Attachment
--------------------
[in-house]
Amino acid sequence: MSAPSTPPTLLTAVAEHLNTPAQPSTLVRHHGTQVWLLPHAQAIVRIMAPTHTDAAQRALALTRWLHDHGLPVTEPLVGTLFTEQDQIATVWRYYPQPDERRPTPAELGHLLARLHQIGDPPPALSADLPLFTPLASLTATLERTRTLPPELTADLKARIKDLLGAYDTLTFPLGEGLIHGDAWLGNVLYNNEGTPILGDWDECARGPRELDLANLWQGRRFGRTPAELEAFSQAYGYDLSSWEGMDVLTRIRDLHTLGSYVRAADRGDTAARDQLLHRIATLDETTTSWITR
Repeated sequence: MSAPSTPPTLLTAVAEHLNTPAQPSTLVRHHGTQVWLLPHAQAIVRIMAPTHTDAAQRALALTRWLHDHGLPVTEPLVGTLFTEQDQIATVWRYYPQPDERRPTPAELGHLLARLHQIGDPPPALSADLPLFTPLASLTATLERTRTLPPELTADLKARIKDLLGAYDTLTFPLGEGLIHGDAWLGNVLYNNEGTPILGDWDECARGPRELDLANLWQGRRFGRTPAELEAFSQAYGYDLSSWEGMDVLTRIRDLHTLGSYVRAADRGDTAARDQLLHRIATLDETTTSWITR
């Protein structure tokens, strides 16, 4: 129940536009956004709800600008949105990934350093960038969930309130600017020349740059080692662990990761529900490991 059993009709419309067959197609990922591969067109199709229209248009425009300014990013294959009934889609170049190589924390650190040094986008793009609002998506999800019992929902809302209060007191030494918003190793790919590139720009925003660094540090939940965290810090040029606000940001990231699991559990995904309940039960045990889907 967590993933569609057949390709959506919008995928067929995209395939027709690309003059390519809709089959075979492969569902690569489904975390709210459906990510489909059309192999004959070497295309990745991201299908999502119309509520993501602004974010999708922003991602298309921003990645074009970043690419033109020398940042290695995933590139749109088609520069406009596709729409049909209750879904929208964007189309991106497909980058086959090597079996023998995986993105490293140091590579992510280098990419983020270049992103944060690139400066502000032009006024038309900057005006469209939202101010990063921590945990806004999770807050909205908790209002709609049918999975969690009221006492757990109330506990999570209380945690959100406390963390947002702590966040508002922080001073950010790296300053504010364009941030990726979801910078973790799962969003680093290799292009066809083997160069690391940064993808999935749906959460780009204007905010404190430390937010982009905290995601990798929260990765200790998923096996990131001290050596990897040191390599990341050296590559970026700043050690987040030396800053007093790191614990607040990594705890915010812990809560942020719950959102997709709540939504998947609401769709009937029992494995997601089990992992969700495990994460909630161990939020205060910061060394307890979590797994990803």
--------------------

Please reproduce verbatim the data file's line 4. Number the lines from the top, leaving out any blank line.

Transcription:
């Protein structure tokens, strides 16, 4: 129940536009956004709800600008949105990934350093960038969930309130600017020349740059080692662990990761529900490991 059993009709419309067959197609990922591969067109199709229209248009425009300014990013294959009934889609170049190589924390650190040094986008793009609002998506999800019992929902809302209060007191030494918003190793790919590139720009925003660094540090939940965290810090040029606000940001990231699991559990995904309940039960045990889907 967590993933569609057949390709959506919008995928067929995209395939027709690309003059390519809709089959075979492969569902690569489904975390709210459906990510489909059309192999004959070497295309990745991201299908999502119309509520993501602004974010999708922003991602298309921003990645074009970043690419033109020398940042290695995933590139749109088609520069406009596709729409049909209750879904929208964007189309991106497909980058086959090597079996023998995986993105490293140091590579992510280098990419983020270049992103944060690139400066502000032009006024038309900057005006469209939202101010990063921590945990806004999770807050909205908790209002709609049918999975969690009221006492757990109330506990999570209380945690959100406390963390947002702590966040508002922080001073950010790296300053504010364009941030990726979801910078973790799962969003680093290799292009066809083997160069690391940064993808999935749906959460780009204007905010404190430390937010982009905290995601990798929260990765200790998923096996990131001290050596990897040191390599990341050296590559970026700043050690987040030396800053007093790191614990607040990594705890915010812990809560942020719950959102997709709540939504998947609401769709009937029992494995997601089990992992969700495990994460909630161990939020205060910061060394307890979590797994990803």